Irish Catholic marriage counseling services told to accept LGBT couples or lose funding
IRELAND, January 31, 2018 (LifeSiteNews) – Catholic marriage and family counseling agencies in Ireland are being told they must accept LGBT-identifying clients, otherwise they risk losing government funding.
“The government is threatening to withdraw millions of euros of public funding,” reports UK’s The Times, “unless the counselling services agree to change their longstanding policy of excluding same-sex couples from their services on religious grounds.”
The counseling service administered by the Irish Catholic Bishops’ Conference (ICBC) received about €1.5 million during 2016, one-quarter of the total €6 million Department of Children and Youth Affairs budget for such services.
The ICBC counseling group Accord may have to shutter its doors because government funding may dry up if it follows Catholic teaching and refuses to accept the validity of LGBT relationships.
The Catholic Church teaches that homosexual acts are "intrinsically disordered" and that marriage is between a man and a woman.
Tulsa, the Irish government’s child and family agency charged with overseeing distribution of the funding, has revised its standard service agreement for cooperating agencies for 2018. That agreement requires all agencies to have “non-discriminatory” policies in place, encompassing gay and lesbian individuals, couples, and families.
“Tusla recognises the need to have all counselling service providers in the community and voluntary sector operating from the same service level agreement, and the importance of public funded services operating services which are accessible to everyone,” according to a spokesperson’s statement. “This is why Tusla advocated for the inclusion of this requirement in the 2018 service level agreement, to ensure that service providers who receive public money to deliver services abide by Ireland’s equality legislation.”
“It is wrong for public monies to be channelled at organisations who fail to serve all sections of our society,” said Fintan Warfield, a Sinn Féin senator, who favors the change in policy. “Why would the state identify an organisation and task them with resolving relationship difficulties when that organisation fails to embrace the diverse realities of family life in Ireland, including LGBT relationships? Such public funding of religious counselling services should be stopped.”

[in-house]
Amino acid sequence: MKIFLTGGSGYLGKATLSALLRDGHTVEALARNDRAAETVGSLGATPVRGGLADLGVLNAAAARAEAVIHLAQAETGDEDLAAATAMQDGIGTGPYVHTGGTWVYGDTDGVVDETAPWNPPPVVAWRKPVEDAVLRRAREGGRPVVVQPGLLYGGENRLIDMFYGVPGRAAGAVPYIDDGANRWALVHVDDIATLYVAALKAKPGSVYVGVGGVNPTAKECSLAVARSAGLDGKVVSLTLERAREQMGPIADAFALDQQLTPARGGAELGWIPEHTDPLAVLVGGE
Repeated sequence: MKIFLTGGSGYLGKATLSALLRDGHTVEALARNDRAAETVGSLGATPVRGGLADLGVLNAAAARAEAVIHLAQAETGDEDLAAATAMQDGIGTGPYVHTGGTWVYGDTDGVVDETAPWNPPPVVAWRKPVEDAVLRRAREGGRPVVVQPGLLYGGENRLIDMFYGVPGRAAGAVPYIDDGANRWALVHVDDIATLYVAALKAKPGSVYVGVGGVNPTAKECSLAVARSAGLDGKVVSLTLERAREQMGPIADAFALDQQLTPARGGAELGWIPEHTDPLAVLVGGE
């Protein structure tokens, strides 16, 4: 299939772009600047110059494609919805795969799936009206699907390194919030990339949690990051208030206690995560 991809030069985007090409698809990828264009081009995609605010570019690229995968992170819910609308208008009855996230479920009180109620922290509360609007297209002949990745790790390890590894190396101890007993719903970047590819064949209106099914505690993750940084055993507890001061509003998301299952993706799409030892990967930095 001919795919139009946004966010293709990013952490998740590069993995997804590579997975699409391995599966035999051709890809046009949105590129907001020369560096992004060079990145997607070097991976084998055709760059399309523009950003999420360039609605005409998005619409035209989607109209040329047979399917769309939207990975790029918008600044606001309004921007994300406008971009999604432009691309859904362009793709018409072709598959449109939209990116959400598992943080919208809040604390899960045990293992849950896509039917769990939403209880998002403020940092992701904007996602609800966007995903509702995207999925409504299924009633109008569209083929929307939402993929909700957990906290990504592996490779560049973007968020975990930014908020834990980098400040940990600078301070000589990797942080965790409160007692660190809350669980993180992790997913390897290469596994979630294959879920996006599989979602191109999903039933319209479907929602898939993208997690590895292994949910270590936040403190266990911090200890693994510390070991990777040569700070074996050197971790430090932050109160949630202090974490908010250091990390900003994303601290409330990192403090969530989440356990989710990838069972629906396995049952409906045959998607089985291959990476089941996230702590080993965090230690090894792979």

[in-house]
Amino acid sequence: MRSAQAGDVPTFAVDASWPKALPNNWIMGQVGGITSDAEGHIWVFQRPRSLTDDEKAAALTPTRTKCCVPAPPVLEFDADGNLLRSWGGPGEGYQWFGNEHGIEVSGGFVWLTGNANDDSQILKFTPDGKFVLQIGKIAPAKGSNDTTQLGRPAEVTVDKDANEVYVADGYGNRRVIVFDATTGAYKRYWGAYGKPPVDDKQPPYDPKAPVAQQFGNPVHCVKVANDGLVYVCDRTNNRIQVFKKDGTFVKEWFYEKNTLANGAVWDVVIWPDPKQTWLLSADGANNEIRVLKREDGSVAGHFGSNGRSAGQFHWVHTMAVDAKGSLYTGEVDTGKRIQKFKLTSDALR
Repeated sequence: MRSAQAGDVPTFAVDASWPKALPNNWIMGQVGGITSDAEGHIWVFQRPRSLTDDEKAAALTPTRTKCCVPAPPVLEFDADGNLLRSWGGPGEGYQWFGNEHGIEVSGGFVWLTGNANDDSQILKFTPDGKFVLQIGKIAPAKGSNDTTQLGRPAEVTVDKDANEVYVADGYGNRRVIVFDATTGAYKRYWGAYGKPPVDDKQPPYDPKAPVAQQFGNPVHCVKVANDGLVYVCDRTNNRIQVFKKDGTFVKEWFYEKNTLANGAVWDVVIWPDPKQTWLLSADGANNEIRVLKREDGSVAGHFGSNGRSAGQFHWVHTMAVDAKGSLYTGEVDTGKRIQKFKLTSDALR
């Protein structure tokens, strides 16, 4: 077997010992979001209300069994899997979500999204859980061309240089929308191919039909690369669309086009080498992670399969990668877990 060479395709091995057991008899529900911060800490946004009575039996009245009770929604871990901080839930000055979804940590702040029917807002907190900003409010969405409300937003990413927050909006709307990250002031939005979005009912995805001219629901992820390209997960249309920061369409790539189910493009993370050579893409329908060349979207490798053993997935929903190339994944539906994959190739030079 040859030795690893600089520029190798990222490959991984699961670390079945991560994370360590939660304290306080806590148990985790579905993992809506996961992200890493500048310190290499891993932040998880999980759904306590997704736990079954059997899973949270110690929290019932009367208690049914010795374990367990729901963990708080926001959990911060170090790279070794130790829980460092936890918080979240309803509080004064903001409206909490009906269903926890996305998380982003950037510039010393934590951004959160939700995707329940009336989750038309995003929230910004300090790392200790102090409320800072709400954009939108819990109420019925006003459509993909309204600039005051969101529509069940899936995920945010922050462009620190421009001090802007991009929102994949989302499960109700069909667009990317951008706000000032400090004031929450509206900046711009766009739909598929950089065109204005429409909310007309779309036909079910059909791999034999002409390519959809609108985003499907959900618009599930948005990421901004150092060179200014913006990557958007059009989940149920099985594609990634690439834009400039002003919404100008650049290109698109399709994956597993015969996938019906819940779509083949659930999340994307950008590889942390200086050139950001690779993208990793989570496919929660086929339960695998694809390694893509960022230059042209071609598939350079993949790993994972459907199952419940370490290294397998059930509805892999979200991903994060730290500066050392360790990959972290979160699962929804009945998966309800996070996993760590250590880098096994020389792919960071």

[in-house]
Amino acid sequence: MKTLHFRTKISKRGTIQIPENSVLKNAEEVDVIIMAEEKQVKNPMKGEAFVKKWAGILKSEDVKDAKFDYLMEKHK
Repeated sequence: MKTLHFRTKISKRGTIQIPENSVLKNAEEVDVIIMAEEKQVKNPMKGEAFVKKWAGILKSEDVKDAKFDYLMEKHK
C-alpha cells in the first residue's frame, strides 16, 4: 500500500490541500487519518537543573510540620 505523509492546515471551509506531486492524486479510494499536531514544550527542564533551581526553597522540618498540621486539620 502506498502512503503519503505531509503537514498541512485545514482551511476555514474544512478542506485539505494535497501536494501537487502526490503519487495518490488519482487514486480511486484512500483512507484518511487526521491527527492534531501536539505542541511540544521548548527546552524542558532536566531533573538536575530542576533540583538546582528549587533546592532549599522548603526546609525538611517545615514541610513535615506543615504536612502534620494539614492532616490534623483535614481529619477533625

According to Tulsa’s website, The Child and Family Agency provides grants to voluntary organisations offering counselling and support services.
“The Child and Family Agency's Counselling Grants Programme funds a broad range of national, regional and local organisations offering counselling services. Over 450 were funded in 2014. Funding is provided to assist voluntary organisations where there is a genuine need and demand for the services and they can be provided at a low cost to clients.”
Tulsa employees over 4,000 staff members, with a total annual operating budget of about €750 million.
Accord, run by the ICBC, has 58 centers located throughout the dioceses of Ireland. “Its ministry is primarily concerned with supporting the sacrament of marriage by helping couples as they prepare for marriage and offering support to them in their marriage relationship,” states the organization’s website.
“Accord’s aim is to promote a better understanding of Christian marriage and to help couples initiate, sustain and enrich their commitment to one another and to family life. Accord’s core services include Marriage Preparation and Marriage Counselling, Fertility Awareness and Wellbeing, Marital Sex Therapy, Marriage Enrichment and Schools Programmes.”
In 2012, the former national director of Accord, Ruth Barror, was allegedly fired when a motion to provide couples’ counseling to homosexuals passed at the organization’s annual meeting without first being vetted by the Irish Catholic Bishops’ Conference. The measure was voted for by a majority of the 800 delegates attending the conference.